Forget ‘traffic-calming,’ enforce speed laws
A little honesty about “traffic calming” might be useful.
In the Jan. 16 Town Crier, an article described wrestling over the idea of making “a $2 million investment (for Fremont roundabouts) to reduce the speed” (“Residents resoundingly reject Fremont roundabout.”) Why would Los Altos spend $2 million to reduce the average speed on Fremont Avenue rather than just changing a few signs and then enforcing the speed limit?
The answer: Because the existing limit is unenforceable. Why? Because it violates California state law. The existing speed limit already constitutes a speed trap, according to state law and traffic surveys, and citations don’t stand up in court.
So rather than either comply with California state law or work through the legislature to try and change it, “traffic calmers” want to spend millions of dollars of Los Altos tax money to erect obstacles to traffic flow, creating a de facto speed limit “below the radar” (pun intended).
A democratic process exists for creating, enforcing and modifying laws. Let’s use it.
Don’t hold education hostage
My three children have been educated in the Los Altos School District and benefited tremendously. The district has done an outstanding job.
I have also observed the district address the special needs of other students and also the needs of those who are academically challenged. Clearly the district has not taken a “one size fits all” approach to education.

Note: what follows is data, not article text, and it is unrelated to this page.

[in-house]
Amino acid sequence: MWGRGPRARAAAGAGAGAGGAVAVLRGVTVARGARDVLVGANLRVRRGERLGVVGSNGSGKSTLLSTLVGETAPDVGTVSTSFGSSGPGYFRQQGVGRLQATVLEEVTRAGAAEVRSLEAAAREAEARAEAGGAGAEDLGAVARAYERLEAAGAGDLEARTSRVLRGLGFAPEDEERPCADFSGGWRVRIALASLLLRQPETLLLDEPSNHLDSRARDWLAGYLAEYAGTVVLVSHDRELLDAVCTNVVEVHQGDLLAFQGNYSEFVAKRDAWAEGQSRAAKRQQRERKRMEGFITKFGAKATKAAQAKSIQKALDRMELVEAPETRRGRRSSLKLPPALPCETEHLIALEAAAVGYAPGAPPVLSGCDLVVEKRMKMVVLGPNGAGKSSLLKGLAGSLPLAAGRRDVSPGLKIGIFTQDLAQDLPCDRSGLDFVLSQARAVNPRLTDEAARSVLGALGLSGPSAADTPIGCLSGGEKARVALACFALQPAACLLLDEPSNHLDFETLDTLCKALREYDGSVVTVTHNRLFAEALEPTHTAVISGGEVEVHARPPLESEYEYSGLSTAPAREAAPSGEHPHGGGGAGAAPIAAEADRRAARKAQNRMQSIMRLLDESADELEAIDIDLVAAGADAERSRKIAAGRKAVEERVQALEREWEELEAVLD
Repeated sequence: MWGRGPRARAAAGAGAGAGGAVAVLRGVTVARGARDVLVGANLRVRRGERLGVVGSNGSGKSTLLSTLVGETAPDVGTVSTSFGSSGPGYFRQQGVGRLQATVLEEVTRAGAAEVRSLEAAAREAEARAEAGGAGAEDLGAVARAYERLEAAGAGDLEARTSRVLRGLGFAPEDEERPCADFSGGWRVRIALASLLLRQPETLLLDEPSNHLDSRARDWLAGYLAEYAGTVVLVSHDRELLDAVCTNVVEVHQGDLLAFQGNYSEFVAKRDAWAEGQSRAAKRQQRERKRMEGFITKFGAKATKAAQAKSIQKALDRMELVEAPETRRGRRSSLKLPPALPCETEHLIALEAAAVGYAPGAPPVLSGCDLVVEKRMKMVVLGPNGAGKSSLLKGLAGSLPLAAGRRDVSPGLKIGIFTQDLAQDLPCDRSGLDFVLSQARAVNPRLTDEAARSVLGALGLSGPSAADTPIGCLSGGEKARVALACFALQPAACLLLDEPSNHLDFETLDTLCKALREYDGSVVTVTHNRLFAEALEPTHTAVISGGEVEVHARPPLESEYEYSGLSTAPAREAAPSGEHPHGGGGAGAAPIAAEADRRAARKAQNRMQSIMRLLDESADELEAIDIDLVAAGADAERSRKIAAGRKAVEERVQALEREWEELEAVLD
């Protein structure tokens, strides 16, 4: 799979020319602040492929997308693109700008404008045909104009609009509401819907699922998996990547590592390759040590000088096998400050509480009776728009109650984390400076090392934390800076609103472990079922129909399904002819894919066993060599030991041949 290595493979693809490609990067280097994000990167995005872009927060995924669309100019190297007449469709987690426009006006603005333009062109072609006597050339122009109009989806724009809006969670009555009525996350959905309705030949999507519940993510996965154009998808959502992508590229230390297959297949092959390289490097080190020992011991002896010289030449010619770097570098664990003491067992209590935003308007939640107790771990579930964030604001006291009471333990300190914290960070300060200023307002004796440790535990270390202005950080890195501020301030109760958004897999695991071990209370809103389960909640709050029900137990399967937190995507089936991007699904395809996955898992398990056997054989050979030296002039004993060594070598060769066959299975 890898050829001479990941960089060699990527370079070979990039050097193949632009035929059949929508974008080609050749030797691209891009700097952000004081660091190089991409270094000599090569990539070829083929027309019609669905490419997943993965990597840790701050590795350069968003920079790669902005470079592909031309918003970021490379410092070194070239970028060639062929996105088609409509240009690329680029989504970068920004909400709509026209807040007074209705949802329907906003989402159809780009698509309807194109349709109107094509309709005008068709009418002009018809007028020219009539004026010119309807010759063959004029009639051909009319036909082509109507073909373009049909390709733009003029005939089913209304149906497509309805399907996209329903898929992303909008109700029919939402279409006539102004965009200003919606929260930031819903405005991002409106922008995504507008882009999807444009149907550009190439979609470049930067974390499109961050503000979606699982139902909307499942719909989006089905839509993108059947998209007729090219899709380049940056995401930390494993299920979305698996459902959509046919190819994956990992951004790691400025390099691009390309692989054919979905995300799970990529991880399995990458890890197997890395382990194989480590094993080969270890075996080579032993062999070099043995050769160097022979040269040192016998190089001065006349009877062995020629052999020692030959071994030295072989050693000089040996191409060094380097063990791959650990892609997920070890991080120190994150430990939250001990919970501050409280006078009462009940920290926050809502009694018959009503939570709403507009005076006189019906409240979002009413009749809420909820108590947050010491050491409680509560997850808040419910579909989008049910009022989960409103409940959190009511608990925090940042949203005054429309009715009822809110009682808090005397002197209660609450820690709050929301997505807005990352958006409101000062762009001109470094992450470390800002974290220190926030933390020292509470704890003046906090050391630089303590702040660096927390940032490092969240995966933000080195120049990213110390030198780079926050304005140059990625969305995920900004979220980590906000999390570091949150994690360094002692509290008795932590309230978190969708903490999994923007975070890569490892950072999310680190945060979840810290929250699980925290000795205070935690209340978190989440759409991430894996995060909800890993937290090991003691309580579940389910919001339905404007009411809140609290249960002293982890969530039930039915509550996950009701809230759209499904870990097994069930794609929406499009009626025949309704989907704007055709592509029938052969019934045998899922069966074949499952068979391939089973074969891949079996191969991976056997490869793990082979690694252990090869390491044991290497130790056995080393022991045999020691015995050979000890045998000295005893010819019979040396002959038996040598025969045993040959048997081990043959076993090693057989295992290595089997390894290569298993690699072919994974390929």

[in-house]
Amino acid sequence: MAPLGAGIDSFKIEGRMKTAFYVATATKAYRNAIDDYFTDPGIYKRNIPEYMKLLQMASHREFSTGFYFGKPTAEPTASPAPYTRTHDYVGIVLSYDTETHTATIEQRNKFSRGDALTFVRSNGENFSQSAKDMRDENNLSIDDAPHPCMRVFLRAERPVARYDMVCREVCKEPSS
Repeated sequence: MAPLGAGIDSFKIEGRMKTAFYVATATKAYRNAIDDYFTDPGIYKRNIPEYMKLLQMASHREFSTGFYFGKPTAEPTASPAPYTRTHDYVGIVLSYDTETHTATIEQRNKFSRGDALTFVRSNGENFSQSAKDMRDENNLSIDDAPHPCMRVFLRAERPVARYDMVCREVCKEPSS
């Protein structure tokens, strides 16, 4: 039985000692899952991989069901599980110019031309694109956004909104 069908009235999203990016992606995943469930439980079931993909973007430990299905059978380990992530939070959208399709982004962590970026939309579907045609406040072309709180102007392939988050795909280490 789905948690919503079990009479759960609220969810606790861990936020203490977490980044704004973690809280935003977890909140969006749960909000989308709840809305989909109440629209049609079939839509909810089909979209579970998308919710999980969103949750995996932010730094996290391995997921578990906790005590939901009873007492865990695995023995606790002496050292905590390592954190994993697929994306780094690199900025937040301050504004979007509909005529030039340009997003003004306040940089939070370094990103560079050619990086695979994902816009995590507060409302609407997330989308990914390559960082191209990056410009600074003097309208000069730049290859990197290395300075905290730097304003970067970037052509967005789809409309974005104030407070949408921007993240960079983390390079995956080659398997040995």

So what does Bullis Charter School offer that the district doesn’t, and at what cost?
If charter school parents want the “extras,” they should bear the cost, because the district has done extraordinarily well for the community.
The long-term solution is to dissolve Bullis Charter School. If the district does not provide what Bullis Charter School parents demand, these parents can (a) enroll their child in the appropriate private school, (b) school their children at home and/or (c) supplement the district’s education after school hours on their own dime.
Public education should not be held hostage to those who demand that their every wants be satisfied. Bullis Charter School parents should stop playing the entitlement game and allow the district to put its resources to work for everybody.
David S. Lee
Resident appreciates Acosta column on guns
I wholeheartedly agree with Grace Acosta’s view that more guns lead to more killing (“It’s the guns, stupid,” Jan. 23).
A study done in 2007 by Small Arms Survey, an independent Swiss organization, supports her point: For every 100 residents, the United States had 89 firearms, compared with an average of 15.1 in the 10 developed countries (Australia, Canada, Denmark, England and Wales, France, Germany, Italy, Japan, Netherlands and Spain). The gun murder rate in 100,000 people was 3.0 in the U.S. and an average of 0.25 in the above-listed nations. These statistics are nearly six years old, and the number of firearms in our country has most likely increased during that period.
No doubt that there are other causes beside guns for the 12-times-higher rate of killings in the U.S., but the comparison is still deplorable. The simplest explanation might still be that having a firearm makes it too easy to kill. After all, a single person can spread death in a matter of seconds to a large number of people – without even being close to them.
I grew up in Hungary and participated in the 1956 Revolution. We learned the hard way that guns and Molotov cocktails were no match for Soviet tanks and howitzers. As Acosta points out, in a democratic country like the U.S., there are more sensible alternatives than citizens arming themselves.